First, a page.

US7472584Dec 21, 2005Jan 6, 2009Eastman Chemical CompanyDevice to measure the solidification properties of a liquid film and method therefor
US7722713May 17, 2005May 25, 2010Cabot CorporationCarbon blacks and polymers containing the same
US7776602Aug 27, 2003Aug 17, 2010Cabot CorporationMethods of providing product consistency
US7776603Aug 27, 2003Aug 17, 2010Cabot CorporationMethods of specifying or identifying particulate material
US7776604Sep 26, 2003Aug 17, 2010Cabot Corporationselecting a candidate particulate material for a composition comprising a particulate material and a matrix based on a predetermined relationship between homogeneous and heterogeneous interaction parameters
WO2002037082A1 *Oct 29, 2001May 10, 2002Conagra Grocery Prod CoAcoustic viscometer and method of determining kinematic viscosity and intrinsic viscosity by propagation of shear waves
WO2004088282A2 *Apr 1, 2004Oct 14, 2004Steven E BrownMethods to control and/or predict rheological properties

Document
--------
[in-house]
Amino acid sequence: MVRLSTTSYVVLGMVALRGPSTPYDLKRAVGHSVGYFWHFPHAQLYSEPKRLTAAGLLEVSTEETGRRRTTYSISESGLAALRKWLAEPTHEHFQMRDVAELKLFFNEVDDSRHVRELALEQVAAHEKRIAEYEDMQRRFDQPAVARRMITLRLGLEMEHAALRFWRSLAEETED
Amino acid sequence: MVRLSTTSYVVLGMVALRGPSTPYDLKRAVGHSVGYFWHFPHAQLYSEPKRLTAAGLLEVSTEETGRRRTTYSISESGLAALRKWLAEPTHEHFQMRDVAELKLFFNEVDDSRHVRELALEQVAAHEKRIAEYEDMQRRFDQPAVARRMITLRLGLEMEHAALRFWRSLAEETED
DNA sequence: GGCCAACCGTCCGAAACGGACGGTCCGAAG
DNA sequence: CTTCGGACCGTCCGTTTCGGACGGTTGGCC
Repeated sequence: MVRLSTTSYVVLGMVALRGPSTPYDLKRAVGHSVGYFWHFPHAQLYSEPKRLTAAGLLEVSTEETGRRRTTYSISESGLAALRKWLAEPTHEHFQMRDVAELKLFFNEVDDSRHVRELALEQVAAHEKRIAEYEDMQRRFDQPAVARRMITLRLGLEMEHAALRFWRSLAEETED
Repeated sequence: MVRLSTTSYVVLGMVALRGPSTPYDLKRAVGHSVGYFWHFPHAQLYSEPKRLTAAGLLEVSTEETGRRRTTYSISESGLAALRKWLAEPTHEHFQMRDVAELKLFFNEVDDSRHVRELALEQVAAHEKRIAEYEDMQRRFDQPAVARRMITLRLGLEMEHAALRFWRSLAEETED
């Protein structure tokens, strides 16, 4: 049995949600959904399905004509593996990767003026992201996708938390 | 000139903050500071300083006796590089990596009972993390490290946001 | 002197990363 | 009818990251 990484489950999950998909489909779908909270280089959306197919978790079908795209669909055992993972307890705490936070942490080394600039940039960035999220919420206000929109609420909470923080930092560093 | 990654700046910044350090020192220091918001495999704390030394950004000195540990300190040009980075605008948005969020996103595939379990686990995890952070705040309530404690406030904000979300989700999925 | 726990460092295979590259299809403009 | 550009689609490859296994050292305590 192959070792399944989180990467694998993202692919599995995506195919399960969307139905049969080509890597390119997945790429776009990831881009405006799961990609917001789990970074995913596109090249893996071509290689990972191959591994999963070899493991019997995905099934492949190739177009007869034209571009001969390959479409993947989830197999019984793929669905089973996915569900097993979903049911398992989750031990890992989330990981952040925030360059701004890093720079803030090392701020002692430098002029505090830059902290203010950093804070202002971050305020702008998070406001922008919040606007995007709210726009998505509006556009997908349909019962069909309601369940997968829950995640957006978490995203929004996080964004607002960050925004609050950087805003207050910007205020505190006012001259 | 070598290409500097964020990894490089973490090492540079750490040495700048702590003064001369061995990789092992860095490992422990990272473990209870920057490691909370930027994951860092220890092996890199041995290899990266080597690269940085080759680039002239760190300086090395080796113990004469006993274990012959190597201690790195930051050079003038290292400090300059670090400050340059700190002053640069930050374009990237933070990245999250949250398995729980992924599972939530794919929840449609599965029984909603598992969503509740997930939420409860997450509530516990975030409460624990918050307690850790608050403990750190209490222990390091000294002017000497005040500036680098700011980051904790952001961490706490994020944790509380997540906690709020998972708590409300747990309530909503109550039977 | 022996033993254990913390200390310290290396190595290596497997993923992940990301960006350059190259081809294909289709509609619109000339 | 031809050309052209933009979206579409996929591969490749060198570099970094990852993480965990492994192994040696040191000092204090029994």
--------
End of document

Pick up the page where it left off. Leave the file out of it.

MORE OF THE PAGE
WO2005066607A1 *Nov 18, 2004Jul 21, 2005Grace W R & CoRheomixer device
Classifications
U.S. Classification73/54.24, 73/54.28, 73/54.23, 73/54.37, 73/54.39
International ClassificationG01N11/16, G01N11/10
Cooperative ClassificationG01N11/10
European ClassificationG01N11/10
Legal Events
DateCodeEventDescription
Jun 18, 2002FPExpired due to failure to pay maintenance fee
Effective date: 20020419
Apr 19, 2002LAPSLapse for failure to pay maintenance fees
Nov 15, 2001REMIMaintenance fee reminder mailed
Sep 13, 1999ASAssignment
Owner name: PRO-TECHNICA LIMITED, UNITED KINGDOM
Free format text: ASSIGNMENT OF ASSIGNORS INTEREST;ASSIGNOR:T A INSTRUMENTS LIMITED;REEL/FRAME:010226/0238
Effective date: 19970923
Sep 3, 1999ASAssignment
Owner name: T A INSTRUMENTS LIMTED, UNITED KINGDOM
Free format text: CHANGE OF NAME;ASSIGNOR:CARRI-MED LIMITED;REEL/FRAME:010206/0437
Effective date: 19941007
Oct 20, 1997FPAYFee payment
Year of fee payment: 4
Jul 3, 1992ASAssignment
Owner name: CARRI-MED LIMITED
Free format text: ASSIGNMENT OF ASSIGNORS INTEREST.;ASSIGNORS:WILLIAMS, PHYLIP R.;WILLIAMS, DAVID J. A.;REEL/FRAME:006377/0845
Effective date: 19920629